• Sherri

    Hey just wondering if this works for pressed face powder too? I have one that got dropped on it’s edge and broke into a bunch of bits… can this method fix it?

  • admin

    Yep! It will!

  • beth

    This is so awssome! I have question about making a whole pot of gel or cream liners out of my Bare Minerals loose shadows and loose liners. I have googled and theres been a few youtube videos using vaseline but it doesnt dry. Do you have a solution? Also do you think the alchohol method will work with Bare Esentuals Bare Minerals? Thanks, Beth

  • admin

    Hi Beth! Thank you! One thing you can try is to incorporate a bit of Visine with your pigments to make them a liquid-y/gel texture. I’m not quite sure how to make an entire get pot, but I know some compaines sell a carrier that transform powders into more pliable mediums. Check out the mac cosmetics pro website because I know they have them.

  • Dawn

    I was wondering if anyone tried to do it right in the Bare Escentuals eyeshadow container. I’m thinking that as long as the container is not full, this might work?

  • Liz

    This is BRILLIANT!!! I’m so excited to test out my pigments! Guys I’m going to expirament with some cheap $1 pigments I have before I do my BE but I’ll let you all know how it goes!

  • admin

    Thank you! I’m so happy that so many are learning and loving this technique!!!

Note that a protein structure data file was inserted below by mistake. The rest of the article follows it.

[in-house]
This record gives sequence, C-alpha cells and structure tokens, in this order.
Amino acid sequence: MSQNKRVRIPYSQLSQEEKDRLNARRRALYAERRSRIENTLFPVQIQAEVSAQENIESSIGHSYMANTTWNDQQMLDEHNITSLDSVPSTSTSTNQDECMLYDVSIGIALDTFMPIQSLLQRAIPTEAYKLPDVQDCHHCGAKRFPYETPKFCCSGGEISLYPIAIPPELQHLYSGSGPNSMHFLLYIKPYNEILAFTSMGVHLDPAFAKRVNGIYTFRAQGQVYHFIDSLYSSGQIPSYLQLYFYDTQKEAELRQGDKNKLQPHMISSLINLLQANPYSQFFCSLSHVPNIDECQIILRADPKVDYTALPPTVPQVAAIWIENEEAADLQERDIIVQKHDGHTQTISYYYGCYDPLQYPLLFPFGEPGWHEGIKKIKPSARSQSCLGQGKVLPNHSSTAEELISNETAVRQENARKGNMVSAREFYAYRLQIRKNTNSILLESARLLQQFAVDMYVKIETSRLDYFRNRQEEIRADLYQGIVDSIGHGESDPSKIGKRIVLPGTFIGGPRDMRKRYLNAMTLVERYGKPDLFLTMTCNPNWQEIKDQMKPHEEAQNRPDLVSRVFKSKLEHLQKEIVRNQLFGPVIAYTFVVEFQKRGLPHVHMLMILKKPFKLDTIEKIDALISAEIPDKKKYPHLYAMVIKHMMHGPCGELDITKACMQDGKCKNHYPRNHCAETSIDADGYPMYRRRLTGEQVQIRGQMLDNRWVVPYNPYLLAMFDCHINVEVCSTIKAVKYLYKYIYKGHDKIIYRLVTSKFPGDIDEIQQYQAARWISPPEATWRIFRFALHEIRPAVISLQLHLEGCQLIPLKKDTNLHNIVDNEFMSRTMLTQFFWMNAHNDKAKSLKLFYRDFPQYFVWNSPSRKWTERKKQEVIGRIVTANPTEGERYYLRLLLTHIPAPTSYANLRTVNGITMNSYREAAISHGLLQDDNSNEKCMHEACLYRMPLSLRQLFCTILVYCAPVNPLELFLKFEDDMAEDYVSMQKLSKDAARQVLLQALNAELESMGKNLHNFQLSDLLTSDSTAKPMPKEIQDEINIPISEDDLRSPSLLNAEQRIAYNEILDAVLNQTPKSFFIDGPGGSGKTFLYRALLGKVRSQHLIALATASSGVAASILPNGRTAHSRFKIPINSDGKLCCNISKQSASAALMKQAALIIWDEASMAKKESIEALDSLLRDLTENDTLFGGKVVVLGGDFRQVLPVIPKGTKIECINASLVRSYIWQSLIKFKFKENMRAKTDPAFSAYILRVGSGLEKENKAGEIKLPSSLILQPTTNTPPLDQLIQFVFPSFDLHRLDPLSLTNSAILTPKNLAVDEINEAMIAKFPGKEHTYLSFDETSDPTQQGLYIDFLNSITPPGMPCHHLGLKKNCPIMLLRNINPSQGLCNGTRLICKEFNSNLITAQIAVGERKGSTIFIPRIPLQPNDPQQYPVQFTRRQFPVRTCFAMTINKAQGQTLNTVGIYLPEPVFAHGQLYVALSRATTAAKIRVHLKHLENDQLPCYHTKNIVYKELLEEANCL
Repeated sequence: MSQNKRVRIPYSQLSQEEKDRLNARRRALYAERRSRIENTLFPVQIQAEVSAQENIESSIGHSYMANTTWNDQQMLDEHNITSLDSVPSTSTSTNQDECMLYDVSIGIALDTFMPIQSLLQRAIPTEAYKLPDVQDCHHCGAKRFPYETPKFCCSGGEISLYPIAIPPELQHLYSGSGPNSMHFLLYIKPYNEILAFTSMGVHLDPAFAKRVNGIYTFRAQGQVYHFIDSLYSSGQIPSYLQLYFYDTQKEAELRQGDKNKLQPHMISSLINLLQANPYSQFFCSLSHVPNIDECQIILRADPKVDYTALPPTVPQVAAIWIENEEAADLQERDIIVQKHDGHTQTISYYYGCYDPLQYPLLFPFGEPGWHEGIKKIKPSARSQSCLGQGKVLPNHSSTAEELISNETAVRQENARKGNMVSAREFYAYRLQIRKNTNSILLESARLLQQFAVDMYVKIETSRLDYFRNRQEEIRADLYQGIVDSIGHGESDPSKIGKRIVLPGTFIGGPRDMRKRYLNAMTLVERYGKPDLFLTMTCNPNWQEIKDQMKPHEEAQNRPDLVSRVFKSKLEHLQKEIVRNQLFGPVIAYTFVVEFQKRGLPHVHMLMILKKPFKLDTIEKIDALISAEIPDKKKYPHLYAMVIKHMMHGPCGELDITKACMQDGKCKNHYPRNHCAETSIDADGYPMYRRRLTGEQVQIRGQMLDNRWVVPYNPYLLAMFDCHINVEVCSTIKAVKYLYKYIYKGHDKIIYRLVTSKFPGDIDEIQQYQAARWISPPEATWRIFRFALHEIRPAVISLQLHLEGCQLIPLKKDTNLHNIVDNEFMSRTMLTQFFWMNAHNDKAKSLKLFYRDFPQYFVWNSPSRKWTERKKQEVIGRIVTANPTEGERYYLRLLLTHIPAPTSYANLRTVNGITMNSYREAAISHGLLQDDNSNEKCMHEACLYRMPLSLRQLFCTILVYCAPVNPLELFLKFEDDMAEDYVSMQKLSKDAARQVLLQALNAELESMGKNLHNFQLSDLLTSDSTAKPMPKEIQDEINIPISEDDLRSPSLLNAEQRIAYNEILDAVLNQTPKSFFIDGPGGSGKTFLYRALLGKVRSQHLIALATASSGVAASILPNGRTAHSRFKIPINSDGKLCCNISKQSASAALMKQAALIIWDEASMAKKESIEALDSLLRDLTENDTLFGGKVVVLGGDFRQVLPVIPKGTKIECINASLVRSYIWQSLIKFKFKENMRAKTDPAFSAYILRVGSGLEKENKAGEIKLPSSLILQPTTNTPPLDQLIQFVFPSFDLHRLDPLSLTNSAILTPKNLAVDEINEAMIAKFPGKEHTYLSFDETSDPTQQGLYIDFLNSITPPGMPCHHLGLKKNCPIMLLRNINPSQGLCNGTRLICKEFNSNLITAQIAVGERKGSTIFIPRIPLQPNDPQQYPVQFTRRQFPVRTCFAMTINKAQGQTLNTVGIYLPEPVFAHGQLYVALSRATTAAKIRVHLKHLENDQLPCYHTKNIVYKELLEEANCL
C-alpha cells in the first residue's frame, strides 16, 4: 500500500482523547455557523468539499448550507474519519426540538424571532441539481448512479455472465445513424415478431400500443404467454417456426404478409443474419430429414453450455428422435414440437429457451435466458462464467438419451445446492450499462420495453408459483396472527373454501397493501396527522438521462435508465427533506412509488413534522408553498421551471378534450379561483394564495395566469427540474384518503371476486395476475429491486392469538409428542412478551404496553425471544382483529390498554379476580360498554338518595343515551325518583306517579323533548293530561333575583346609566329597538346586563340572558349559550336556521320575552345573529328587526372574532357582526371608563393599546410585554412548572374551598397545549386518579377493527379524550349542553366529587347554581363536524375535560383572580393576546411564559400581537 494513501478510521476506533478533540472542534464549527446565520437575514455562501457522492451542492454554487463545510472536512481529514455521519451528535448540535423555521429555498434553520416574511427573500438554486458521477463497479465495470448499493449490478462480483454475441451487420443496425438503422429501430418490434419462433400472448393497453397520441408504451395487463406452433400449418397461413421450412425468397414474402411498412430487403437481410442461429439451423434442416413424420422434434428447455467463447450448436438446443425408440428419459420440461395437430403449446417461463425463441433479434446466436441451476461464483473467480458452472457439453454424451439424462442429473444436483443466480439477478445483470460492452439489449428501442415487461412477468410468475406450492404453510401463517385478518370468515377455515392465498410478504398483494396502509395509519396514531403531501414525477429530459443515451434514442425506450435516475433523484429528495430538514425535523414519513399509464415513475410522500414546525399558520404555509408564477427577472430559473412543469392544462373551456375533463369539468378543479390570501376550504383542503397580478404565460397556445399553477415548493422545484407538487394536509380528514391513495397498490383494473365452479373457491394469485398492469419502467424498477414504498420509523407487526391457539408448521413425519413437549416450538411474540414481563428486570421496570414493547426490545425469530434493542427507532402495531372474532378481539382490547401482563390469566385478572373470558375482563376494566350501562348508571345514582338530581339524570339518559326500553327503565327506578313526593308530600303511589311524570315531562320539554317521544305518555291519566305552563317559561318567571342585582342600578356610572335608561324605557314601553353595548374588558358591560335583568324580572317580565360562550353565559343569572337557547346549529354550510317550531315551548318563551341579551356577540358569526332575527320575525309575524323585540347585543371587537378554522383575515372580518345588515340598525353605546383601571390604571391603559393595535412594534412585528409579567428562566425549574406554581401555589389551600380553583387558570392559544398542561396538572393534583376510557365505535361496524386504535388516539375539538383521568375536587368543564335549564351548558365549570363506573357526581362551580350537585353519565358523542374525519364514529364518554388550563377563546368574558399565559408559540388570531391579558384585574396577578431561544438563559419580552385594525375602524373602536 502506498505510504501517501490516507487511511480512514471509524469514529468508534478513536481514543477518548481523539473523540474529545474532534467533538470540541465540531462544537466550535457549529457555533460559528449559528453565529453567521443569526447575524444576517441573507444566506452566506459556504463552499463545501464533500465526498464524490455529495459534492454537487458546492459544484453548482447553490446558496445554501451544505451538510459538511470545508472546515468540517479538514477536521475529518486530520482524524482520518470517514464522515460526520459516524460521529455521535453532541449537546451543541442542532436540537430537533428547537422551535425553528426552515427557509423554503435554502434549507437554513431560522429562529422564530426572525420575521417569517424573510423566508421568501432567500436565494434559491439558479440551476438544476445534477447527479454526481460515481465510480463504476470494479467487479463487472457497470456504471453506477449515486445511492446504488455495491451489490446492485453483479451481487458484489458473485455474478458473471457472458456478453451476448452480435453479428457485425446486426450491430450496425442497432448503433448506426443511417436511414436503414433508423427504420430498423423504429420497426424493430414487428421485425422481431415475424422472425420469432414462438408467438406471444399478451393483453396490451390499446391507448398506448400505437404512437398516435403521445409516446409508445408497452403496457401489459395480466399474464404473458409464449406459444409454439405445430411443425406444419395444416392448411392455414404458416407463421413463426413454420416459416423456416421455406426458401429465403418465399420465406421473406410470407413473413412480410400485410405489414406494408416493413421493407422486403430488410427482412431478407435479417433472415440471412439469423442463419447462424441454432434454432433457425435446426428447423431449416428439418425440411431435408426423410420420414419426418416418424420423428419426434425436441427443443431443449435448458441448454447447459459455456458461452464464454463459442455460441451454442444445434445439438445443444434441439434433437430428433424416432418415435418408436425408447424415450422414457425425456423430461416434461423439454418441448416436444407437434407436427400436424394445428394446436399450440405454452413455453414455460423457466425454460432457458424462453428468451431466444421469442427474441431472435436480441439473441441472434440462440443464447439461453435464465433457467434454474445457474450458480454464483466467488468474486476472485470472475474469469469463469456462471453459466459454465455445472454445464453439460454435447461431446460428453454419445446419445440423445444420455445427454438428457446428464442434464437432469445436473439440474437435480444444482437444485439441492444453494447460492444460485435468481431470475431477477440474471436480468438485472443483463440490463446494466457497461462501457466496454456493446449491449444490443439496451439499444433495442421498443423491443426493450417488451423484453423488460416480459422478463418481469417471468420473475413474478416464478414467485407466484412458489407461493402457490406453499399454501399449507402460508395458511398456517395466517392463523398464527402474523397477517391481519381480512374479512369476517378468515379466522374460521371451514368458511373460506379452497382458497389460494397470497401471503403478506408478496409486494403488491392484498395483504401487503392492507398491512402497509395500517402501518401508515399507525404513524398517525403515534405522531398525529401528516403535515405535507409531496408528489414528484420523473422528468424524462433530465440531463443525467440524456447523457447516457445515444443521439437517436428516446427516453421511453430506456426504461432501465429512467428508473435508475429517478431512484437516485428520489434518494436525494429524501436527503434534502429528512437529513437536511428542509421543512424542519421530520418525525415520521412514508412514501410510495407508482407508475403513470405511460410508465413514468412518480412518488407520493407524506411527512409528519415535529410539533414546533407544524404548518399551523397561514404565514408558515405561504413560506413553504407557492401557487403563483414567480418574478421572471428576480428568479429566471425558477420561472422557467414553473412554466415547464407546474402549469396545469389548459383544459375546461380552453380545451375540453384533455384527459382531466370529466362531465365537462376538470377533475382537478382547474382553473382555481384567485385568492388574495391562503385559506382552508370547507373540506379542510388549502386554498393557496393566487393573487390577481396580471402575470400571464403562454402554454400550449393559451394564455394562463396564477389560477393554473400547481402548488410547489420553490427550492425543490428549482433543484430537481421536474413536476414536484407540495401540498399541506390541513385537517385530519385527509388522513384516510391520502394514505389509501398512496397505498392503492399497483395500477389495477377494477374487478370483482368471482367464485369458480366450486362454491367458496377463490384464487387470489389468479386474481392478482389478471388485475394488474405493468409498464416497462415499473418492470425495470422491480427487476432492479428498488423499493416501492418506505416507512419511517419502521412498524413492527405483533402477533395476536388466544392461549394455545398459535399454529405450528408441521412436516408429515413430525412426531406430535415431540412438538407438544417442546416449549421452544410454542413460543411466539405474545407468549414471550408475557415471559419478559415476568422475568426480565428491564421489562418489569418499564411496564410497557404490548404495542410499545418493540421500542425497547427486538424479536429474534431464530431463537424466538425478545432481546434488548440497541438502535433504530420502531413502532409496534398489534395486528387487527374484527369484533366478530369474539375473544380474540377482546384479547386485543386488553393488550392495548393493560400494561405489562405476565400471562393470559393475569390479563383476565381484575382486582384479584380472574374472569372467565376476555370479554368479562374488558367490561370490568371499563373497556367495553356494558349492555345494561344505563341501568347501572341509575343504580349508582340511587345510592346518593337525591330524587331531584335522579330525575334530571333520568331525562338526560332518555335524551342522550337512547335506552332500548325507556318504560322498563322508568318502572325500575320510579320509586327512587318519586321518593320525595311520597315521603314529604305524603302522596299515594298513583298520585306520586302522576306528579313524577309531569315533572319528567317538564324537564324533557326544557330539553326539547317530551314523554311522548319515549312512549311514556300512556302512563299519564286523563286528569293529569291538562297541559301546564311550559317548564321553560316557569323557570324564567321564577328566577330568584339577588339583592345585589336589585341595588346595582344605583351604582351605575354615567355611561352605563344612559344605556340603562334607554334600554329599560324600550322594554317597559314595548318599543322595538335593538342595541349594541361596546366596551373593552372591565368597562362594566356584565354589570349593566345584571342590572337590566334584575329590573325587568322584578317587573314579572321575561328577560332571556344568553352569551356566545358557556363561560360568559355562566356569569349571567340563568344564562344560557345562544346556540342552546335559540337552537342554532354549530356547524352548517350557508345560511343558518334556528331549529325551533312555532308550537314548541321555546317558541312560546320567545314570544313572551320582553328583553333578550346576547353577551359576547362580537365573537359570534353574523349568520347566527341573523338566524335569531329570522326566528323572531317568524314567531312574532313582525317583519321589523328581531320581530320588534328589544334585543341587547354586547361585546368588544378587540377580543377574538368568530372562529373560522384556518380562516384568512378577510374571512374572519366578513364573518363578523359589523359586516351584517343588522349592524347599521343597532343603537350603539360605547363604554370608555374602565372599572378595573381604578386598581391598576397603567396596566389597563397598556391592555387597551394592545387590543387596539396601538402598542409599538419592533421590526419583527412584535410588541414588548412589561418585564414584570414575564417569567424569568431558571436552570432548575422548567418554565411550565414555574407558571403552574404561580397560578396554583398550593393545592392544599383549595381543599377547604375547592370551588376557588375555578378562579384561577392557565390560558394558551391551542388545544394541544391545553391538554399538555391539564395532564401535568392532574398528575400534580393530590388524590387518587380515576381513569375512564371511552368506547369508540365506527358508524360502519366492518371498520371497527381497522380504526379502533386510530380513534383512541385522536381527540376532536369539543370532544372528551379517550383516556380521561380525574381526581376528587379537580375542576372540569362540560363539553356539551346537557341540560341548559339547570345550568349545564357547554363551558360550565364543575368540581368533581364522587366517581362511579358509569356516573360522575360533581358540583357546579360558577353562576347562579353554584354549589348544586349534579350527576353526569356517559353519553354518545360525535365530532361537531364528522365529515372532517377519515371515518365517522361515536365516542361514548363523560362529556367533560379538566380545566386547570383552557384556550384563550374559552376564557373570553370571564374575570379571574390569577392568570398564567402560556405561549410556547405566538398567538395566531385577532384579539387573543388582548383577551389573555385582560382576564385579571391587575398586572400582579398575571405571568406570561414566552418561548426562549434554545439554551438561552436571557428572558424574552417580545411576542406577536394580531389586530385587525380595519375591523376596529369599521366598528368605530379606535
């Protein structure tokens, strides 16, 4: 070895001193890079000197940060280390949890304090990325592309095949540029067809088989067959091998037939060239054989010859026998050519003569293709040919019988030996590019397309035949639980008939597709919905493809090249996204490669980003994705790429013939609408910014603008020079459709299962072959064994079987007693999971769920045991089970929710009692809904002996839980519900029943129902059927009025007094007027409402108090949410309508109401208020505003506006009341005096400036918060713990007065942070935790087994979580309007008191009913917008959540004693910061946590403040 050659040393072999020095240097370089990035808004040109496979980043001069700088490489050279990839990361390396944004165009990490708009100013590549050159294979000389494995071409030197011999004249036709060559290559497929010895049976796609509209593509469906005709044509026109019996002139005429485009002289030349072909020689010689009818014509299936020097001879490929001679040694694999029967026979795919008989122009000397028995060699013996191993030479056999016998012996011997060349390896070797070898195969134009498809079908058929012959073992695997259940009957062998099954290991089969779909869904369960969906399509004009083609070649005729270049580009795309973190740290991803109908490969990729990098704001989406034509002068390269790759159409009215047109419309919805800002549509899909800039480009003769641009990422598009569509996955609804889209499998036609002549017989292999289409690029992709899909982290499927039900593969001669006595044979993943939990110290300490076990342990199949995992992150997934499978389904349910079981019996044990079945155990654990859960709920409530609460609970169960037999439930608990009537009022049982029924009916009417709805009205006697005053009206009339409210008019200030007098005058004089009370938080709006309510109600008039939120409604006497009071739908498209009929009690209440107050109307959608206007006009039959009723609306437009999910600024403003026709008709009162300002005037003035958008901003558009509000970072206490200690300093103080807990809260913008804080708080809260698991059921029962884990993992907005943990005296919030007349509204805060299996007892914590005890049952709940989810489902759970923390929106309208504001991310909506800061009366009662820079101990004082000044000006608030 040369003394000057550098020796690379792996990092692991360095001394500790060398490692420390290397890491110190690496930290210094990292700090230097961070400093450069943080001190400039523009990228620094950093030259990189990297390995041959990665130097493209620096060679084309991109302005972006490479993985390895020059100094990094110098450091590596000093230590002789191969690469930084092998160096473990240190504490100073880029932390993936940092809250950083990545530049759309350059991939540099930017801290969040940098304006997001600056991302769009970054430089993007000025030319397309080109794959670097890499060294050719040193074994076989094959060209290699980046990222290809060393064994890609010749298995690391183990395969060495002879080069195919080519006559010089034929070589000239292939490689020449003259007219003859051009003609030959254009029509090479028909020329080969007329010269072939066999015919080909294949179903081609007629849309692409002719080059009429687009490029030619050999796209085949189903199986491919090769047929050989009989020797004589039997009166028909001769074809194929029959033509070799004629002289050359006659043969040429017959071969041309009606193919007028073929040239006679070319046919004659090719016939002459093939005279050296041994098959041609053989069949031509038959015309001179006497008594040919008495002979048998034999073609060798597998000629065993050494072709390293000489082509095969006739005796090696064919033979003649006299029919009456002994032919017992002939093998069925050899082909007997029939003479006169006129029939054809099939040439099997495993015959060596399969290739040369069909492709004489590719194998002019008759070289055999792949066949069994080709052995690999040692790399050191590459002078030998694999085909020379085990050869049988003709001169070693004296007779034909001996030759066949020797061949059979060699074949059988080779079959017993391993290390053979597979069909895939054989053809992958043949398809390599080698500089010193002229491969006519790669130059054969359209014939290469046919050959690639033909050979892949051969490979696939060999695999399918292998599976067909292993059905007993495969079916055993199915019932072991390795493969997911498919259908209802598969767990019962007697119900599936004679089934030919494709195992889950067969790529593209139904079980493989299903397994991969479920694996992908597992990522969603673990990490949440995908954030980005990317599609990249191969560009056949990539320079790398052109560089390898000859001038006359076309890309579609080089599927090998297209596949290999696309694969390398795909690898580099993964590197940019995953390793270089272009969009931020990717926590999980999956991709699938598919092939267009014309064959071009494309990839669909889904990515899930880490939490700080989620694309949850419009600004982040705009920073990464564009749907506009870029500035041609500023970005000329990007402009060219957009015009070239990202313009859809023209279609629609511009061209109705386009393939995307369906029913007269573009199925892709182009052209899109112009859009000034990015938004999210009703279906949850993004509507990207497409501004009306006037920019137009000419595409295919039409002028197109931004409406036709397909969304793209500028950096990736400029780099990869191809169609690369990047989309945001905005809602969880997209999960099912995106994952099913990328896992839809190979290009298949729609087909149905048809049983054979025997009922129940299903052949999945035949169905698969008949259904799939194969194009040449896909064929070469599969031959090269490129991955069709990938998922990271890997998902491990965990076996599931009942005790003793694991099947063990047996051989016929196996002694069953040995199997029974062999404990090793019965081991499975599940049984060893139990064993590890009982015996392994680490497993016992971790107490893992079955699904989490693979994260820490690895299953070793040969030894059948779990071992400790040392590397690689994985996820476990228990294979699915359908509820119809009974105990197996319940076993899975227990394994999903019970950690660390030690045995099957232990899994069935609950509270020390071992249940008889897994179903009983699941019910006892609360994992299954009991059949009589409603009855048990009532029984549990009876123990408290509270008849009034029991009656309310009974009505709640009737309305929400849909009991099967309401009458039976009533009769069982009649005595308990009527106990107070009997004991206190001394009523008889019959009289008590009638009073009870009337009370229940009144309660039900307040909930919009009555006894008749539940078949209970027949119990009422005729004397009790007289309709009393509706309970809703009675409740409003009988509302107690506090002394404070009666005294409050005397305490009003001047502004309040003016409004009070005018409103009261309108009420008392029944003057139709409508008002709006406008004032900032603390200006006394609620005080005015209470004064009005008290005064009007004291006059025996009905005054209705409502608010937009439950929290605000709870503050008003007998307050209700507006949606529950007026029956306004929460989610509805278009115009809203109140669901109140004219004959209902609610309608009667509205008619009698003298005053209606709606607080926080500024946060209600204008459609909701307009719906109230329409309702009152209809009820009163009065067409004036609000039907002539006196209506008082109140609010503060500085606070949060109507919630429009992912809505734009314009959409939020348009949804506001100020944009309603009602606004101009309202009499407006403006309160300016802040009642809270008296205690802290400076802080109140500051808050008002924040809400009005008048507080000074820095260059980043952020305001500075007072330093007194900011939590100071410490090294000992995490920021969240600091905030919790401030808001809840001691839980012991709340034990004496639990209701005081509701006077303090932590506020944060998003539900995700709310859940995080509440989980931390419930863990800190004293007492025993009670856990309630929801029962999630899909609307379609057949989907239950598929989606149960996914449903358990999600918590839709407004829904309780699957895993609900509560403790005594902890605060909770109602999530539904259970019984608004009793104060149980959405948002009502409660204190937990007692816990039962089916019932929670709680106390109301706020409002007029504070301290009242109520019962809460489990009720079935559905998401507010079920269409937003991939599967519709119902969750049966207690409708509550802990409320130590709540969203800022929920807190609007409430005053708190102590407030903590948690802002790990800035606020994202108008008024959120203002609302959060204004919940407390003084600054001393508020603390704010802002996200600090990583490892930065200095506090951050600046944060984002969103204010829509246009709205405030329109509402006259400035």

• Alison

    As questioned above, do you think this will work by just adding the alcohol into the B.E. containers with loose shadow powders?? I literally have about 25 colors and it drives me nuts that the powders get everywhere when I’m applying makeup and have wondered how to turn all my shadows into pressed powders instead! :)

  • admin

    I would suggest “depotting” the loose shadows and placing them in smaller containers before adding any alcohol. The liquid would make the powder “swell up” and could cause a mess. Hope this helps!

  • Kemmie

    I was wondering, do you know if this would work to make a loose powder foundation into a pressed powder? I love my loose powder but it’s driving me nuts when i’m trying to get ready for work and i end up COVERED in foundation. thank you!

  • Sheila – Painted Ladies

    It would, but it would be powdery and more fragile than a traditional pressed powder

  • danielle

    I did hear that you should glycerin to the alcohol solution to bind the ingredients… I have used your method and while it does work I find that the shadows are very quick to loosen up… within 4 used half the shadow is basically loosened up. I find adding glycerin made them literally look like a pressed shadow and act like one.

  • Sheila – Painted Ladies

    Thanks for the tip, Danielle. I’ll definitely try this out.

  • carla

    Anyone know where to purchase a pressing machine that will press loose minerals into pressed? Thank u!

  • http://www.makeuporganizeronline.com Elizabeth

    Wow! I just came upon this post on how to press lose pigment shadows. I have a ton of BE shadows that I never use because they are hard to apply. I am definitely going to try this! Thank you for posting!

  • http://www.slashedbeauty.com Miranda

    Did this affect the pigmentation at all?

  • http://www.painted-ladies.com Sheila

    Miranda, nope!